Tuesday, July 5, 2016

Celebrating our Independence

July 4th fireworks as seen from 29th Street and Fifth Avenue. 10 PM. Photo: JH.
Tuesday, July 5, 2016. Yesterday was a warm sunny day at the end of a quiet, comfortable Fourth of July Weekend in New York. Rainclouds around us by 8 p.m., and there was some concern that the rain would dampen the pyrotechnics.

I had been thinking of Fourth of July’s of the past that impressed my memory. What came to mind was the Bicentennial of 1976. It was a very patriotic moment in the American psyche in the beginning of the last quarter of the century, and celebrated everywhere across the land. It brought an emerging confidence about the future that had been a long time coming.
New York City celebrates the Declaration of Independence bicentennial anniversary on July 4, 1976.
I was living in North Stamford, Connecticut, and had invited friends for the weekend, as well as friends who came from nearby towns for dinner. We dined on the terrace on a hillside overlooking treetops. All was green and fresh against the fading blue sky of dusk, and picture perfect in memory. It was a privileged moment for everyone there – all good friends, many still good friends – living amongst the abundance that many Americans of our generation had grown used to.

It was also a privileged moment in America. In the fifteen years preceding, we had come through a massive change as a society, rife with calls for liberations; and bedeviled by the Viet Nam War, the assassinations of John and Robert Kennedy and Dr. King, and Watergate, which finally brought the resignation of Richard M. Nixon. He had been replaced in 1973 by Rep. Gerald Ford who was appointed by Nixon as Vice-President after Spiro Agnew resigned from the office after being investigated by the United States Attorney for the District of Maryland on charges of extortion, tax fraud, bribery, and conspiracy. Agnew was charged with having accepted bribes totaling more than $100,000 while holding office as Baltimore County Executive.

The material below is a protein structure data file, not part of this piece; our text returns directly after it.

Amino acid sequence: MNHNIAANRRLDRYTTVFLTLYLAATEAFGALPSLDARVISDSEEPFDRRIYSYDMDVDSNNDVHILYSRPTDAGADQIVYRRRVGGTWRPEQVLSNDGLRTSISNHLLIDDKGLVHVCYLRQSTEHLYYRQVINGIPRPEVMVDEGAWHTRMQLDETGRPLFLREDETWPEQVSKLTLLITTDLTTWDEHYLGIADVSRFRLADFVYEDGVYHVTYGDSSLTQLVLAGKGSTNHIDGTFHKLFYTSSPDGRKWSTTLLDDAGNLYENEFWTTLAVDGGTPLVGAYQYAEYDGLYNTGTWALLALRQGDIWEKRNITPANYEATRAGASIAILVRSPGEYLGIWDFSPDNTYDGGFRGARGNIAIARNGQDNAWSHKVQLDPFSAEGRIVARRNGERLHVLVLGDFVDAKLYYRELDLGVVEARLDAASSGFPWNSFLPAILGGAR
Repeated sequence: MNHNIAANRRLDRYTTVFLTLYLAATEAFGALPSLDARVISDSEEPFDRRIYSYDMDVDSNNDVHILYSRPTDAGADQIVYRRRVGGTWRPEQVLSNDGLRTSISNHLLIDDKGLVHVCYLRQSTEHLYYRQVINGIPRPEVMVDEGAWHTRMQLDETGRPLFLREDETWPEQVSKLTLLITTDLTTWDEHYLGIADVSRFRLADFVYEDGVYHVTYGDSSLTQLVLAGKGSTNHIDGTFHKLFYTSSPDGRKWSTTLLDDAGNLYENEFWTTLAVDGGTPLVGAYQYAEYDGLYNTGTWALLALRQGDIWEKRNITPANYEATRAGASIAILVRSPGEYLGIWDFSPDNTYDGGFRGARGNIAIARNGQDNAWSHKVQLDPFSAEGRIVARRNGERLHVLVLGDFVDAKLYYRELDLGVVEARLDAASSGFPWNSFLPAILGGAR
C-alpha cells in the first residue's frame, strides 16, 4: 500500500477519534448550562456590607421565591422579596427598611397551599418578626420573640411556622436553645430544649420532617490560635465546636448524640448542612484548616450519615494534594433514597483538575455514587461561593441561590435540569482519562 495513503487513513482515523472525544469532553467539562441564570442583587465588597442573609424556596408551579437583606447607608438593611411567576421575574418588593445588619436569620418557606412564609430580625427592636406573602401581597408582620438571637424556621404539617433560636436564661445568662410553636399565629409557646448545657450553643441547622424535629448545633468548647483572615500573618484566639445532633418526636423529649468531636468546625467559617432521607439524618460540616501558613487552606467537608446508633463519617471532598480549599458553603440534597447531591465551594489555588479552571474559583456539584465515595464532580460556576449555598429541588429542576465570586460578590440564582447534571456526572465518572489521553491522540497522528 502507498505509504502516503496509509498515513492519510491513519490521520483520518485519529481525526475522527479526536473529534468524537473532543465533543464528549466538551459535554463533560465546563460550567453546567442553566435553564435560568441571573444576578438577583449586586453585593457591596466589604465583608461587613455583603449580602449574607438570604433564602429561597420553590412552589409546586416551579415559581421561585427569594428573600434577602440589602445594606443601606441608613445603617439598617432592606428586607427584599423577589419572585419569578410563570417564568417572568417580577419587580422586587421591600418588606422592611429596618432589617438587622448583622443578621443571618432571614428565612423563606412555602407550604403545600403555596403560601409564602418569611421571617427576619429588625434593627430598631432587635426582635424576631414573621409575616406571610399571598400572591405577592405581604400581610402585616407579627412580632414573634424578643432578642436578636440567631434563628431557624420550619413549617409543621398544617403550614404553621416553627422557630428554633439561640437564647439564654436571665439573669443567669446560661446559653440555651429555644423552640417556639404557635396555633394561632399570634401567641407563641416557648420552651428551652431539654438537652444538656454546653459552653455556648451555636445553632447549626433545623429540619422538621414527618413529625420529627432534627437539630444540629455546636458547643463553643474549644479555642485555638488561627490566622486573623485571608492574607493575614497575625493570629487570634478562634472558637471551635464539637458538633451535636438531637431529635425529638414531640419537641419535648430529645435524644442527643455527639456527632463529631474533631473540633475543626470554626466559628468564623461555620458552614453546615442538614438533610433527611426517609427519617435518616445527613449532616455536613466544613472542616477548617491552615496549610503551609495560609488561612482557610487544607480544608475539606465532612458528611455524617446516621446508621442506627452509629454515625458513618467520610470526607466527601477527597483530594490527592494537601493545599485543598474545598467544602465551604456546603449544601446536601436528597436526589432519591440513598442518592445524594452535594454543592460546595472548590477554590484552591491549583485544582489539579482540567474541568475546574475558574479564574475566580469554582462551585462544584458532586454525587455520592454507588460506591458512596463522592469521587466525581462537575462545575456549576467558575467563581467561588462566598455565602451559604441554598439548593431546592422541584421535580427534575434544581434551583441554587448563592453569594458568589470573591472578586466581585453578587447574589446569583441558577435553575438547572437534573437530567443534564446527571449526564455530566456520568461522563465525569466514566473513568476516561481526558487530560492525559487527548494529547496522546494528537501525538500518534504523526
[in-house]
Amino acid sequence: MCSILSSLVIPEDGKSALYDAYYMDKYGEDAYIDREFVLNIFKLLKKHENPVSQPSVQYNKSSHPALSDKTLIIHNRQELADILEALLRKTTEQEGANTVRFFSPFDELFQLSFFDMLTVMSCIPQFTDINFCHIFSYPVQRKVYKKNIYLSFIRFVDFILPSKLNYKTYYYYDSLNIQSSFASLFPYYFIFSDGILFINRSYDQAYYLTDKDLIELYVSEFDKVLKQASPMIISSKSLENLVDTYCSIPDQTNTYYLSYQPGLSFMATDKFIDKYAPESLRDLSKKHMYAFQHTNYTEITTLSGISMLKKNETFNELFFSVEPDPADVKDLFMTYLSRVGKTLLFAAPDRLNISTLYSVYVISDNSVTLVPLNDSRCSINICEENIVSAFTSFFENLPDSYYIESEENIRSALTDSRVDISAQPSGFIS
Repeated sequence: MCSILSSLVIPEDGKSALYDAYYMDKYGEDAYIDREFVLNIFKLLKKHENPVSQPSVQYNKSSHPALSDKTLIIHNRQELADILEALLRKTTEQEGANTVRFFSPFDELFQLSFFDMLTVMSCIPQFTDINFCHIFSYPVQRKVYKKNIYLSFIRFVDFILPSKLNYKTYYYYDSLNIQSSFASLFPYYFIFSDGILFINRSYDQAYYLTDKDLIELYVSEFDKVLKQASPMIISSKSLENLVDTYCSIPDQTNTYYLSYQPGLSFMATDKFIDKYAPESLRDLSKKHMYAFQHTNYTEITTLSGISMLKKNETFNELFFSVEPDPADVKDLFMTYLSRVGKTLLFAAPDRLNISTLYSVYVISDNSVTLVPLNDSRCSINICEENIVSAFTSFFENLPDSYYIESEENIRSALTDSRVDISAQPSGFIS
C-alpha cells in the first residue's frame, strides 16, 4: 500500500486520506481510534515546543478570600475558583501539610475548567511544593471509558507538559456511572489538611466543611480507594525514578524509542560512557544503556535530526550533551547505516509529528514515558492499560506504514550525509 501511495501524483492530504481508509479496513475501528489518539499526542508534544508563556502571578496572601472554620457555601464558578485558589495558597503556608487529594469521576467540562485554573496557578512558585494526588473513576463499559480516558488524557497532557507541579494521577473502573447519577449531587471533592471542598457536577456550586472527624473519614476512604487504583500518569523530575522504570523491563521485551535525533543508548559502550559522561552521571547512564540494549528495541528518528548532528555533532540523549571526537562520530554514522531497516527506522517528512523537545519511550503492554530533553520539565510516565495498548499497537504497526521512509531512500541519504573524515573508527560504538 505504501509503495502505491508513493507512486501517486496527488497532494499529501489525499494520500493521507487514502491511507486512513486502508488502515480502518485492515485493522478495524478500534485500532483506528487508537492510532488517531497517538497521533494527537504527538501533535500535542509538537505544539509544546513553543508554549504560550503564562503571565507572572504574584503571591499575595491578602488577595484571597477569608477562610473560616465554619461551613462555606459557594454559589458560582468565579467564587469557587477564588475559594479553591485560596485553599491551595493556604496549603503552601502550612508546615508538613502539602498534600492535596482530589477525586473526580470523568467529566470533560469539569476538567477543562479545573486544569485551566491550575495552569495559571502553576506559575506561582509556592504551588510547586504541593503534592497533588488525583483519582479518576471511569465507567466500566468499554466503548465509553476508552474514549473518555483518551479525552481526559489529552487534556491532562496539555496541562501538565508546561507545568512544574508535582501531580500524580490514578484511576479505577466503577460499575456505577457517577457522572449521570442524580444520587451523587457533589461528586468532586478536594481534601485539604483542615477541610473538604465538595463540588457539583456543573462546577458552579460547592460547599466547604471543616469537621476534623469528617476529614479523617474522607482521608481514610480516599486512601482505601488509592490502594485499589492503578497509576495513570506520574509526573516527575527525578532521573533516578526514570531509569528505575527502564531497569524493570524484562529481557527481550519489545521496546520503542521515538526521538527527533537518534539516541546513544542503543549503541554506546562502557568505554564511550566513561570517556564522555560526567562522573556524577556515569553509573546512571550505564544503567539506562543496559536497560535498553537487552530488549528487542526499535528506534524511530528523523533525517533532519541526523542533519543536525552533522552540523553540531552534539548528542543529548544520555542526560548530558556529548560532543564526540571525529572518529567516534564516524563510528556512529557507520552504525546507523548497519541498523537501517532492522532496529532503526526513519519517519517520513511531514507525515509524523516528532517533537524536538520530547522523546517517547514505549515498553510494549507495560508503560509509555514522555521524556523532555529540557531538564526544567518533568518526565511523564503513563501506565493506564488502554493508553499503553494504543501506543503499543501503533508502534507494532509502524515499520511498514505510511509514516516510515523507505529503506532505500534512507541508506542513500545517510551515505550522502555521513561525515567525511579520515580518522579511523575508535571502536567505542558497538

Gerald Ford at the Bicentennial Celebrations on July 4, 1976 in New York CIty.
Ford had a sunny but serious countenance, and a bit of Midwestern drawl -- wrong word but you get the idea. He had a solemnity to his presence, and also a contemporary paternal quality. His generation fought in the World War. He was already famous to Americans, and well-liked for being a plain Midwesterner.

Gerry Ford had a very nice wife, too: Betty, who had personal issues not uncommon to Americans and to women in particular. She confronted all of them publicly and courageously, lending dignity and stature to the rest of us with our problems.
Queen Elizabeth and Prince Philip joined President and Mrs. Ford at The White House for an official State Dinner to celebrate the Bicentennial.
Betty Ford and Prince Philip during the Bicentennial Celebration in 1976.
They also had a healthy all-American-looking family of three young men and a young woman. American radio, television and movies in those days always had fictional series about the local, down-the-street-neighbors where Father Knows Best, Sanford and Son, or All In The Family and many others.  This was America’s ideal image of itself. The Fords were that family in the White House. They were so much that family that we didn’t even realize it at the time. They were nice, and like your neighbors or the neighbors of someone you know, real.

So the War was over, Nixon was gone, the social “liberations” had begun -- and had taken hold -- and would take us far beyond anything we could ever have imagined at that moment forty years ago. And there we were that lovely summer evening in Connecticut, mainly in the prime of our lives, still youthful adulthood, well sheltered, fed and clothed, on that terrace among friends. There was an unspoken sense of safety and security around us and in our lives.